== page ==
The Sandbox

GWOT hot wash, straight from the wire

Welcome to The Sandbox, a forum for service members who have served or are currently serving in Iraq and Afghanistan, returned vets, spouses and caregivers. The Sandbox's focus is not on policy and partisanship (go to our Blowback page for that), but on the unclassified details of deployment -- the everyday, the extraordinary, the wonderful, the messed-up, the absurd. All correspondence is read, and as much as possible is posted, lightly edited. If you know someone who is deployed who might have something to say, please tell them about us. To submit a post click here.

GOODBYES |

November 24, 2008

GOODBYES
Name: T.T. Carnehan
Posting date: 11/24/08
Deploying to: Afghanistan
Milblog: Long Warrior
Email: [email protected]

When you graduate the Fort Riley Training Mission and are granted the non-existent but still impressive title of “Combat Advisor,” you are rewarded with a final bit of leave home prior to heading out. For us, this was short -- too short -- but this is always the case.

The pre-deployment leave is a desperate, uncomfortable type of leave. With the impending separation looming large, the entire period is spent in a hushed anxiety with stifled emotion. The elephant in the room puts everyone on edge. You try and assuage the fears, and this is most easily accomplished by trying to change the subject. Confrontation is avoided as much as possible with all those around you. In this setting, one assumes that no frustration is worth a fight, so more often than not everyone agrees with everyone. Using that as a template, perhaps we should deploy both houses of Congress to Afghanistan in the hopes that they all shake hands smile, hug, kiss, and agree on everything before departing.

Such a conciliatory attitude makes the pre-deployment conversations difficult at times. When people tell me what we should be doing, my instinct is to politely ask them to “Shut the f*#! up, and sit there for two hours while I explain what I know of Afghanistan.” What an obscure country, with an even more obscure mission. This is why veterans don't discuss their experiences with their families. It’s not that you will have a Born on the Fourth of July style meltdown, pee your pants, and start screaming at the heavens. The problem is just that no one knows enough to even buy into your conversation. The ante is too great.

No one knows what FOB, ETT, PMT, PRT, DoS, M1151, RG33, DFAC, MWR, HMFIC or any of the three million other acronyms and jargon we use mean. And beyond the language, the reference points just aren't there. To have a topical, free and easy conversation about the subject, I need to have someone who actually knows Afghanistan. It’s a world away, and maybe I’m not the best at communicating it, but if you’re reading my blog posts, keep heart -- as the tour rolls on, I hope to at least partially educate (using the word loosely).

On your final leave there are too many responsibilities. Too many people to see, too many hands to shake, and too many memories to create. You want to spend quality time with every individual that you care about, but the calendar simply won’t cooperate. The time is spread a little too thinly. Really, you miss out on the depth with that one individual you’re thinking about the most. But you realize that even if you had more time, the looming deployment would keep the conversations much the same. More difficult than the amount of people, is the tone of each encounter. The urgency is palpable, and you try to turn each moment into a golden one. More often than not they turn out to be bronze, and sometimes aluminum.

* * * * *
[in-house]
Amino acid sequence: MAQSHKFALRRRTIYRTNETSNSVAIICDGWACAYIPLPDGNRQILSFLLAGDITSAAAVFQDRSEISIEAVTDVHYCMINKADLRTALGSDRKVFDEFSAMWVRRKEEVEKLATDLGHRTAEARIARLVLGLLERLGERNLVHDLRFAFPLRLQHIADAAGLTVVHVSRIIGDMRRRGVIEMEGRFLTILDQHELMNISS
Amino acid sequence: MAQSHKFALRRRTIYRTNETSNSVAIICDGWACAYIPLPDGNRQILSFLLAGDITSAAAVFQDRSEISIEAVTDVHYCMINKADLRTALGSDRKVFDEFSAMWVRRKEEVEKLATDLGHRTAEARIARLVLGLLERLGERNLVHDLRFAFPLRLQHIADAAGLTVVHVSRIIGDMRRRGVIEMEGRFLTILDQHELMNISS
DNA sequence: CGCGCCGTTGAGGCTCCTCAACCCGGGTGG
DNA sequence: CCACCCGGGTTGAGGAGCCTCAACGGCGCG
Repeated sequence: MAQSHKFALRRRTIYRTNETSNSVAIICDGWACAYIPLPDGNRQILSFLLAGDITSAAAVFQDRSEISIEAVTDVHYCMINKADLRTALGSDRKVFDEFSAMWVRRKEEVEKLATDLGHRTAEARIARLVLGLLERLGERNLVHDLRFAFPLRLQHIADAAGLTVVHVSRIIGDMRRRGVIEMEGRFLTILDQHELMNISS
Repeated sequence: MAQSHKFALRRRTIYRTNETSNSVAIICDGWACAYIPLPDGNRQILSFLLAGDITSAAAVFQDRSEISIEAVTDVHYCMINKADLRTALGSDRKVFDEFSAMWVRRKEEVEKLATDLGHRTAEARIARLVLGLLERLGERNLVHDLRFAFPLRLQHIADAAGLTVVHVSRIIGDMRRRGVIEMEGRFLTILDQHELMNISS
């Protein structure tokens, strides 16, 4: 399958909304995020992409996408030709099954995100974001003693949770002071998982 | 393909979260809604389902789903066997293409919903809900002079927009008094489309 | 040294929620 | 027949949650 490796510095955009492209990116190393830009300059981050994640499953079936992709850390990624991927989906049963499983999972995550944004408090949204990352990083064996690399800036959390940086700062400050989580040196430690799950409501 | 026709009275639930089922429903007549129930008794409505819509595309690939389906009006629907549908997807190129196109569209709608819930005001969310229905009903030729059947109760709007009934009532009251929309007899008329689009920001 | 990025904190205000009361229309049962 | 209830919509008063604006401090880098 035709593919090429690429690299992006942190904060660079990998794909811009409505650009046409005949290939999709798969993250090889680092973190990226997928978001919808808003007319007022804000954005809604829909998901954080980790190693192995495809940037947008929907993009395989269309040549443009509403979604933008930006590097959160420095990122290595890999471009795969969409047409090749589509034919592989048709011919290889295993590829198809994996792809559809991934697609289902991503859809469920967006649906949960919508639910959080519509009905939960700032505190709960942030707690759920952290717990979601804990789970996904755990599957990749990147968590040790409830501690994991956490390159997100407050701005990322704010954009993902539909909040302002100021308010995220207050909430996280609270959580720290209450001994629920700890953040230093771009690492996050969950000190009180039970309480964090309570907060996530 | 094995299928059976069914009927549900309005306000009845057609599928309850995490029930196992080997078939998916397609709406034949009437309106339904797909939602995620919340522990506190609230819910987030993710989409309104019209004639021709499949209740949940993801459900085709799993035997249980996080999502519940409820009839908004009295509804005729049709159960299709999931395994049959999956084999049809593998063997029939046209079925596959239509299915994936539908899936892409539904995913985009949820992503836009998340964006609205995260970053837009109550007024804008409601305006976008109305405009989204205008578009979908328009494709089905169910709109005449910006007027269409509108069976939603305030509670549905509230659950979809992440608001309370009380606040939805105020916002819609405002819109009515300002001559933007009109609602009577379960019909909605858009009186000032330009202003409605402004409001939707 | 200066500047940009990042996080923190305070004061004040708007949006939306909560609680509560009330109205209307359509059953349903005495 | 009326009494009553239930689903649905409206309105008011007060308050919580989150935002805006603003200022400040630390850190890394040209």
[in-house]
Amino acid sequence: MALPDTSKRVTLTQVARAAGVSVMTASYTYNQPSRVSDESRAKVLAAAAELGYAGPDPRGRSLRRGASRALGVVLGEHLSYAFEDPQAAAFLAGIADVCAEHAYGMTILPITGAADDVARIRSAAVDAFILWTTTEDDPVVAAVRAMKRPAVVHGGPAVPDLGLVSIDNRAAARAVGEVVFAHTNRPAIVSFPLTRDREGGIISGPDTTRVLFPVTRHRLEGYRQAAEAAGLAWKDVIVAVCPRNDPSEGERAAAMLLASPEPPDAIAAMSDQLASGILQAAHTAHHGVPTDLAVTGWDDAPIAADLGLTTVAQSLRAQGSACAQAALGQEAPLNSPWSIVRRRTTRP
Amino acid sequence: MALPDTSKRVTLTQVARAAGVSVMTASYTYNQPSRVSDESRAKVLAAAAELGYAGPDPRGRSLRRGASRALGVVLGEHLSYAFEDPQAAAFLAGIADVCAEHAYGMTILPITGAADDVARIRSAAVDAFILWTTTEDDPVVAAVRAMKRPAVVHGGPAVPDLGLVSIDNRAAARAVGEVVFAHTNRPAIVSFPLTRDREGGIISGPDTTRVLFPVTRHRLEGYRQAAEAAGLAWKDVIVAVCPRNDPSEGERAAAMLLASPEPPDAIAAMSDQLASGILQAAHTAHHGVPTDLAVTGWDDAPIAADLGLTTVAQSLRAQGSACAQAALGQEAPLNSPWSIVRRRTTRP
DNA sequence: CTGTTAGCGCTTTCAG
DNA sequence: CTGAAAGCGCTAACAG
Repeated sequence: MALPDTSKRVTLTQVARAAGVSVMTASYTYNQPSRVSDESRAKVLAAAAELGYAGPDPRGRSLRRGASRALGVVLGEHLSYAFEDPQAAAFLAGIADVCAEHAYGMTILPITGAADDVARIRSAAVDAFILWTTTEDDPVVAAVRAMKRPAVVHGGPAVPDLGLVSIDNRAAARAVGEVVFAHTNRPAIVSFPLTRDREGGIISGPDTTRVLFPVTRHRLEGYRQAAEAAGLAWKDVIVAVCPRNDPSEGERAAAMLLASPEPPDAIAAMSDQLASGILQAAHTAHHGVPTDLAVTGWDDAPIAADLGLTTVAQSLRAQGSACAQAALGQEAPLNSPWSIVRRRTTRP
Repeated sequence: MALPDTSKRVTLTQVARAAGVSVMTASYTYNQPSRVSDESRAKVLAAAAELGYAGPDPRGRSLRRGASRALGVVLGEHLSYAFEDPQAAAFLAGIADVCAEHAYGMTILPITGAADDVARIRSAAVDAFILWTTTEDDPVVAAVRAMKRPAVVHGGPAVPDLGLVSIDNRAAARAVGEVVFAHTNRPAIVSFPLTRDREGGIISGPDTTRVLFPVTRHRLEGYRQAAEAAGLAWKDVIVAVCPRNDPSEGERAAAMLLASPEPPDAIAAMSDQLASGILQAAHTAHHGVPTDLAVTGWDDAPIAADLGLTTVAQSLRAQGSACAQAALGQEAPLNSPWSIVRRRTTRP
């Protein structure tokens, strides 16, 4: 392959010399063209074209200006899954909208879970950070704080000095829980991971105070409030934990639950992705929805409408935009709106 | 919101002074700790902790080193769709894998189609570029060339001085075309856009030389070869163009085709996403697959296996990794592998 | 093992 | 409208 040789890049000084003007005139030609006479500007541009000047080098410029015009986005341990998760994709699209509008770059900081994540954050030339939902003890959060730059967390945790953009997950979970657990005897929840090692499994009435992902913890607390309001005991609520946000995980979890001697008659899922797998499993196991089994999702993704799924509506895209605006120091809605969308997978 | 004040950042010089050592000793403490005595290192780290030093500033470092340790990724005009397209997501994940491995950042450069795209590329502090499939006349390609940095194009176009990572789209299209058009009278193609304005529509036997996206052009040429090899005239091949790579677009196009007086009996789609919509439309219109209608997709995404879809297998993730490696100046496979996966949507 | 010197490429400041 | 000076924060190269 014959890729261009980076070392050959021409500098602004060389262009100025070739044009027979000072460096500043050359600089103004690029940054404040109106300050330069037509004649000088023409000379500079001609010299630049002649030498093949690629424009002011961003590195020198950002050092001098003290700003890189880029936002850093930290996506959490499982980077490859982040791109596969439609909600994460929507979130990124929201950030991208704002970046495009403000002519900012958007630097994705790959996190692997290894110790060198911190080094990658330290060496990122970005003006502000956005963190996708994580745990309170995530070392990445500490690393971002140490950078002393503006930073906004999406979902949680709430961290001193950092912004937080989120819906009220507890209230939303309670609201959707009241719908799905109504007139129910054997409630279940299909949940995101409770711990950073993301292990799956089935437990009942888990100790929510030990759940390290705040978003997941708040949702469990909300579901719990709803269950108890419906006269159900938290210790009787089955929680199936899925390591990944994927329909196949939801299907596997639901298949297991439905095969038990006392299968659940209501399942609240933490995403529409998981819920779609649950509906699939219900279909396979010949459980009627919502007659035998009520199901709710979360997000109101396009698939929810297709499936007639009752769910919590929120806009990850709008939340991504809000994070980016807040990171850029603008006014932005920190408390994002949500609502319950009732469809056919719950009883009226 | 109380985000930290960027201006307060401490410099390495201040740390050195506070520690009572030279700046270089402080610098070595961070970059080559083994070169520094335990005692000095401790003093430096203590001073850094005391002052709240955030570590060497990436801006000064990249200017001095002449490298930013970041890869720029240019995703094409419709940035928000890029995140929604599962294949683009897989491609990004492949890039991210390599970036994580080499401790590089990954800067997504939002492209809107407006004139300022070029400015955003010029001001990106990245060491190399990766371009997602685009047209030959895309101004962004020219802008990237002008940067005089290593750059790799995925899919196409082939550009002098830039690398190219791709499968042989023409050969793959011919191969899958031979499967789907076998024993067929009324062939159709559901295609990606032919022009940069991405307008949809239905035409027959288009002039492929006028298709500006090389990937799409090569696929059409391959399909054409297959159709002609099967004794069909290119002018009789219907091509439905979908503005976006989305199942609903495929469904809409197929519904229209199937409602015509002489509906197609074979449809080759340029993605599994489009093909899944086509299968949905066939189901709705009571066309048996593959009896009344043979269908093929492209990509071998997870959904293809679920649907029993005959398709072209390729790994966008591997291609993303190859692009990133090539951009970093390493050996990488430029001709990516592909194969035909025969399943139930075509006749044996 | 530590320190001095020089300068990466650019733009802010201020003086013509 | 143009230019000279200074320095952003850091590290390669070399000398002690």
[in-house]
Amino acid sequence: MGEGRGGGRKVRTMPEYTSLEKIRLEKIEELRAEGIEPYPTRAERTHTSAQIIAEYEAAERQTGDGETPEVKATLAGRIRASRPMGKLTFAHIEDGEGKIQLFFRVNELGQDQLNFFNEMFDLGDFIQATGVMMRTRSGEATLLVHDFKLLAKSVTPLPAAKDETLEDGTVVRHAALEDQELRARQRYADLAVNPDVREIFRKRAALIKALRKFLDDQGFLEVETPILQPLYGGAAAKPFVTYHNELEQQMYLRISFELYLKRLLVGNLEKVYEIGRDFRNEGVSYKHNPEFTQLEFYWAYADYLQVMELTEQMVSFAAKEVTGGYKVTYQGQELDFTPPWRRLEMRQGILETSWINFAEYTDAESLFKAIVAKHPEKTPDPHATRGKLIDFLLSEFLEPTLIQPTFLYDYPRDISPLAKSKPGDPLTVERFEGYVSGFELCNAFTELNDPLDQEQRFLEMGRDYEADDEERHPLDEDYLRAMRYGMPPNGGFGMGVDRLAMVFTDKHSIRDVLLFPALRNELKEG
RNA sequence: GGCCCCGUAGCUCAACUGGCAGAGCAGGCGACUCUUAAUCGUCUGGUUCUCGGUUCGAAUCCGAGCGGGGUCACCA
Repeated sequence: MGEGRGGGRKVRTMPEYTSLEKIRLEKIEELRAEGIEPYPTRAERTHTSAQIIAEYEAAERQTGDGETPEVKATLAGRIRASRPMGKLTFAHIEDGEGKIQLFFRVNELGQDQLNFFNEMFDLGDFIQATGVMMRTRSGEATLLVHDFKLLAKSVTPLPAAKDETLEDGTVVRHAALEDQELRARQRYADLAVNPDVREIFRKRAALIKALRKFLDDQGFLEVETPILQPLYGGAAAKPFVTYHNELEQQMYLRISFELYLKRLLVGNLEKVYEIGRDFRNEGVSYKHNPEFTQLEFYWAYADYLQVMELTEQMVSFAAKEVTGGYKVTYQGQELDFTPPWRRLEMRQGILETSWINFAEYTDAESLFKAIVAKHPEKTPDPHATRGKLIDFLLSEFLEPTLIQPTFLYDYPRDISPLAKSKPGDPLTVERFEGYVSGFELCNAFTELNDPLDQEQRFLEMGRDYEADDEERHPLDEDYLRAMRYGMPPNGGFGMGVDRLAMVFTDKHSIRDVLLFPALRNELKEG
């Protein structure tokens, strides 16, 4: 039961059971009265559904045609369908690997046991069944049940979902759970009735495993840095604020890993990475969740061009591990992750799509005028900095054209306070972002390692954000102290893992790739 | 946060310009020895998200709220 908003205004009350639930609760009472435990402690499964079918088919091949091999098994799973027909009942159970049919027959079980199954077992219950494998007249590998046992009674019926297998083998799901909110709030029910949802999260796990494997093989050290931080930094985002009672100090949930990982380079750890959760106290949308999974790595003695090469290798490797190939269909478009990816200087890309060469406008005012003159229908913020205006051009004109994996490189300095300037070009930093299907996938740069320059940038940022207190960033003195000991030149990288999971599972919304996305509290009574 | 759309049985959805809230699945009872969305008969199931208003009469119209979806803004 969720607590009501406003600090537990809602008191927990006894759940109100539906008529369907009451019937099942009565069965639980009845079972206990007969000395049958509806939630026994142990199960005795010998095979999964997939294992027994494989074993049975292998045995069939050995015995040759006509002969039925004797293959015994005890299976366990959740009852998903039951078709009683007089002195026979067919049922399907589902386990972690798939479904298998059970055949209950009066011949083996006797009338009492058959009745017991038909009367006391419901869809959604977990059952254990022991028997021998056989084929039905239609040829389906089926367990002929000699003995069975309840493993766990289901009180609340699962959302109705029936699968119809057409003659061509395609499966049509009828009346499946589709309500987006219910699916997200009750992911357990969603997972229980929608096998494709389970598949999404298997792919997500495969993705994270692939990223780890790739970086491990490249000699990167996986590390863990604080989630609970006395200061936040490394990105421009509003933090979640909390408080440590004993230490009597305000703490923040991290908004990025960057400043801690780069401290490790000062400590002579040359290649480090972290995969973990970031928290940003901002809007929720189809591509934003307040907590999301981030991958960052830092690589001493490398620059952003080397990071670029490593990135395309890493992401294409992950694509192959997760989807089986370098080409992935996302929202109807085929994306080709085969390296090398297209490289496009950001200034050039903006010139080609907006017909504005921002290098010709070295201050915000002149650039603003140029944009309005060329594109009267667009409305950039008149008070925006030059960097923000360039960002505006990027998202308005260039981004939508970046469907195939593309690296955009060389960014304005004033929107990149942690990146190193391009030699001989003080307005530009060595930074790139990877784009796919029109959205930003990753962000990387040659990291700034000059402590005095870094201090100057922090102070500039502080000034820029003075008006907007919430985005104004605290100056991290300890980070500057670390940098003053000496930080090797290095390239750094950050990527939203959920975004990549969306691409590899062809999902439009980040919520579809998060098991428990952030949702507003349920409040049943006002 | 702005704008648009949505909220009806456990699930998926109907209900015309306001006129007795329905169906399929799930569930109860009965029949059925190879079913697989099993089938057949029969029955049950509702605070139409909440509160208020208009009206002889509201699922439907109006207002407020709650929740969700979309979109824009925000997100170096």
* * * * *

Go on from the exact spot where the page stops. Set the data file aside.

Eventually, right around the last day, the visit comes to a head, and nearly all the pretense of normalcy is dropped. Very few people have a screenwriter living in their head, relaying to their mouth killer lines to deliver at the perfect moment. Instead, people say exactly what is necessary with as little window dressing as possible. Here’s an example of a final goodbye:

“I love you so much.”

“I love you too. Don’t worry, I’ll email or call as soon as I can.”

“Be safe.”

“Don’t forget to take care of yourself.”

Comments

Just because someone doesn't know what the acronyms mean is no reason to assume that they can't understand. Acronyms function to separate people into groups -- those who know and those who don't know what any particular TLA or FLA means. We who know are the in group and you who don't know, well you're just clueless morons who will never be in the know because we won't let you be in the know because you aren't one of us.

Hey Elmo! It sounds like the old boys club is at it again. I only wrote to let T.T. know there are even worse goodbyes than aluminum.
Try Iron or Lead. Have a nice deployment and come home in one piece.

Thank you for the honesty of the post. Nothing can make the pre-deployment visits less weird or less needed for everyone. Like everyone else I wish you a safe return and opportunities to help educate us by post while you are in Afghanistan.

Hey, hang in there.

TR

Elmo, it's not about acronyms or clubs or letting you in or keeping you out. It's about understanding and being there and doing that. It's nothing personal nor derogatory it just the way it is. There's a saying that is often over used but in T.T. case that is very true "If I have to explain you wouldn't understand".

The last goodbye seems very familiar to me when my other half calls me from Iraq. But then when we speak, if he is talking to me using acronyms, if i dont understand i ask, as i'm interested in his working life, and seeing as he has alot of time for me, he tries to explain things the best he can so i get the jist. i don't think its fair to generalise but i understand both points of view.

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